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Report: Students With Disabilities Suspended More Frequently Than Peers

Vermont students lost over 8,000 days of classes in one school year due to suspension and expulsion. That's according to a new report, and perhaps most telling in that report is the fact that those disciplinary actions were two to three times more likely to be taken on students with disabilities.

The report, called Kicked Out: Unfair and Unequal Discipline in Vermont's Schools also found that some students of color were more likely to be suspended than white students.

The report was complied by Vermont Legal Aid and the Vermont School Discipline Reform Coalition.

Jay Diaz, staff attorney for Vermont Legal Aid's disability law project, said the report looked at students on individualized education plans. That includes students with learning disabilities or some disability that significantly impacts their learning. Those students were nearly three times more likely to be suspended across the state, but Diaz said some of those rates were higher in some counties than others.

The report also dug into the numbers for African American students in Chittenden County and Native American students in Franklin County, and found that those students were also two to three times more likely to be suspended than white students.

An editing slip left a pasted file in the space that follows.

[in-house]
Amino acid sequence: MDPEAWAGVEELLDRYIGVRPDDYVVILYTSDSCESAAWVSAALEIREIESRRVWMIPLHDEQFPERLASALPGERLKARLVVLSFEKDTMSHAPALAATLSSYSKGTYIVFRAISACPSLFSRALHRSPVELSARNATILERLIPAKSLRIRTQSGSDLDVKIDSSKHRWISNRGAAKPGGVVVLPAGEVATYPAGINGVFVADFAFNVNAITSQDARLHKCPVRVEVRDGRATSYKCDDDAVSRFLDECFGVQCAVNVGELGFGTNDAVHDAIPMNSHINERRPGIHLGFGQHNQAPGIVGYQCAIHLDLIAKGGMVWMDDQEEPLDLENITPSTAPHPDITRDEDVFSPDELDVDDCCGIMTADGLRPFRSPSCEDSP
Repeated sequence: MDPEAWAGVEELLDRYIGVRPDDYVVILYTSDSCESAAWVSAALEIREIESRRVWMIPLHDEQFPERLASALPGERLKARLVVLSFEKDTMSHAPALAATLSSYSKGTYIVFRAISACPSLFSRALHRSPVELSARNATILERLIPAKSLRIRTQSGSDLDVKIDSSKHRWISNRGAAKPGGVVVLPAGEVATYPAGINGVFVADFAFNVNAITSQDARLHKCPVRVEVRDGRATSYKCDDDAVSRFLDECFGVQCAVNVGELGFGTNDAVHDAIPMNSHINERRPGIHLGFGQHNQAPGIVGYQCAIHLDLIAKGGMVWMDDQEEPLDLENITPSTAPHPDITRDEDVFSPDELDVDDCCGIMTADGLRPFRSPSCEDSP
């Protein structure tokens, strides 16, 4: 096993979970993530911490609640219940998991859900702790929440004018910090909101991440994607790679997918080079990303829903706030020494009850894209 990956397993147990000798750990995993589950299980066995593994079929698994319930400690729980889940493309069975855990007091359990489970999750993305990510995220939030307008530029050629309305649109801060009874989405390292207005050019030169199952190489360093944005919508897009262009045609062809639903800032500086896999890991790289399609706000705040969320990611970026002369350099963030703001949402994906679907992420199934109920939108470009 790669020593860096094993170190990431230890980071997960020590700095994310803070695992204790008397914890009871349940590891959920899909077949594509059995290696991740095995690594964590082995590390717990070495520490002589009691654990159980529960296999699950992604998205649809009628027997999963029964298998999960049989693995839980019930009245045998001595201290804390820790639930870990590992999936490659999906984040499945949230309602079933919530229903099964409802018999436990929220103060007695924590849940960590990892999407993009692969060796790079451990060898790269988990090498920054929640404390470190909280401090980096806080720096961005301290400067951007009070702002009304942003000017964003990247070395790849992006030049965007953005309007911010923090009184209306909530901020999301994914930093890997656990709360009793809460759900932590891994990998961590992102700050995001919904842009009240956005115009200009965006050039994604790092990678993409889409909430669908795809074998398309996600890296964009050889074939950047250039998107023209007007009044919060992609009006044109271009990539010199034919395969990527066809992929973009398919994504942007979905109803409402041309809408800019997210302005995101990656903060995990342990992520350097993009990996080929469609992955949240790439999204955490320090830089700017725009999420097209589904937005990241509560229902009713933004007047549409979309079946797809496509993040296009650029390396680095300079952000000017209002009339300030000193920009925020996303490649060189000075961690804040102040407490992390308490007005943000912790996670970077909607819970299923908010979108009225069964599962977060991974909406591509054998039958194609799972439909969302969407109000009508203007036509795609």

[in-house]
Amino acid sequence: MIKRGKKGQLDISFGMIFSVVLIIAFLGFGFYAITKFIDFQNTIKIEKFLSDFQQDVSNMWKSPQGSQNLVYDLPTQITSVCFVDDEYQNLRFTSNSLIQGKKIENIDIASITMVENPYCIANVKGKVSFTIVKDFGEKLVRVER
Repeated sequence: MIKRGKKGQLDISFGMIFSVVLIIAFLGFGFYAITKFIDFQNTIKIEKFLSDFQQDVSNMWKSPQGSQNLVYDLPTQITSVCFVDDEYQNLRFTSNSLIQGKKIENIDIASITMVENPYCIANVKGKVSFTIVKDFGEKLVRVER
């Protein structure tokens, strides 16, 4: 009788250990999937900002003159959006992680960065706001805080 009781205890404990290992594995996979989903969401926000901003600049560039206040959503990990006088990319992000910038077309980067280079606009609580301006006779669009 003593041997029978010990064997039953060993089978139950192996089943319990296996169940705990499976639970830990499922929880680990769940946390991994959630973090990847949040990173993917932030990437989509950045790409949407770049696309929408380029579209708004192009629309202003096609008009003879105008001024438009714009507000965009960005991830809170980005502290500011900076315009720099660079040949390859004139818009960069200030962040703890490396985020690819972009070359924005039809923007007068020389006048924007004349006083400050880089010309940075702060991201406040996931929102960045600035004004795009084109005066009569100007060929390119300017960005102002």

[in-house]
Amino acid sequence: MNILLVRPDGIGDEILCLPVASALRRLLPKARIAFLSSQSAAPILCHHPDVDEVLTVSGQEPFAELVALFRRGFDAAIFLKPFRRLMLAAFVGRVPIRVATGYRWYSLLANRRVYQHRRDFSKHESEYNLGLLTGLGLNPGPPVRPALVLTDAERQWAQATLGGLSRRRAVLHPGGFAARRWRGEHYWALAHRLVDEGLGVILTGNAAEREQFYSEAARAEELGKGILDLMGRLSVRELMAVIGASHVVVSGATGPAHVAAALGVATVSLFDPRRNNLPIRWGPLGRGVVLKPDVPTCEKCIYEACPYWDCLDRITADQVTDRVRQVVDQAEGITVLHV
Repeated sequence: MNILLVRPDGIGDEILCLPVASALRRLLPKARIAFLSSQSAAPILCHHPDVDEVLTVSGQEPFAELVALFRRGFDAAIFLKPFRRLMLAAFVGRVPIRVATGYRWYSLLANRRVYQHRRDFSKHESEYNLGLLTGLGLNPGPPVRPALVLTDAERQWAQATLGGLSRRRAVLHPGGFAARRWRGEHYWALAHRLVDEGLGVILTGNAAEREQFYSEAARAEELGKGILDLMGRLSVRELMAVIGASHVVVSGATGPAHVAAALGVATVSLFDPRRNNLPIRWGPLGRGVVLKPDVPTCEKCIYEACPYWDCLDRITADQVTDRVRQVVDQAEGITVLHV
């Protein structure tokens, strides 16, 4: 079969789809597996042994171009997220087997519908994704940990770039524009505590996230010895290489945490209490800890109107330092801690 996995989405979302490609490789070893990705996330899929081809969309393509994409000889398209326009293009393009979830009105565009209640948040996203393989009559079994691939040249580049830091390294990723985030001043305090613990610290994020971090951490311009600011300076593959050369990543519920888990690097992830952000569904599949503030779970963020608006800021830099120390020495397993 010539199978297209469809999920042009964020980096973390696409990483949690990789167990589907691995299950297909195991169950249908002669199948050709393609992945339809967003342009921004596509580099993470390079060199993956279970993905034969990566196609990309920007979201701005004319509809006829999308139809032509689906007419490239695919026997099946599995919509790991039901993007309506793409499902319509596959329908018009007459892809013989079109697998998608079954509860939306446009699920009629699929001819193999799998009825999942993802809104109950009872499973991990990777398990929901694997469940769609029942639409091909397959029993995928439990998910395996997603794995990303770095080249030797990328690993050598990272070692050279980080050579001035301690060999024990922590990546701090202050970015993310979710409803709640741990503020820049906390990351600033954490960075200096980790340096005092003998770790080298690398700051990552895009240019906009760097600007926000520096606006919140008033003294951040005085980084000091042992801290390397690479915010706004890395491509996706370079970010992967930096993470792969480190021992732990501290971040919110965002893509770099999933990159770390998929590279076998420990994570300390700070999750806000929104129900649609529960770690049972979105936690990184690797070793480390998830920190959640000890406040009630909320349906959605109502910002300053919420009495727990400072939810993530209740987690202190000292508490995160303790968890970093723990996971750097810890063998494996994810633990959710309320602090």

"We don't have exact information available publicly or in readily available form to tell us what specifically happened in every case," Diaz explained, "but over 8,000 students were suspended in one year, many times this was just for minor infractions, such as disobedience or non-compliance with teacher directives, or school directives, cutting class. I've had cases of 5-year-olds running out of the classroom and being suspended, it could be more serious behavior, but most of these are for minor infractions."

Diaz said the goal of the report is to provide information for policymakers and educators. "We're not alleging any bias, but we are saying that this is what happening, we don't think it should be, no one should be more likely to be suspended just because they are a student with a disability or a student of color, or a student from a low-income family."

Students who are suspended just once, Diaz said, are more likely to drop out or end up in the juvenile justice system.  When a student is suspended, they miss vital class time, parents may have to leave work to pick them up, which puts their job in jeopardy. Time away from school might be unproductive or unsupervised. For students on free or reduced price lunches, if they are not in school, they may not eat.

The report advocates for a systemic change to keep kids in school, or provide educational services to students who are not able to be in the classroom. "We believe that you need to reduce suspensions, track discipline, improve student rights, in order to improve climate. The good news is that studies show when we do this, all kids do better in school, students and staff feel safer, we narrow the achievement gaps," Diaz said. "We can fix this problem so that all students can have a shot at a productive life."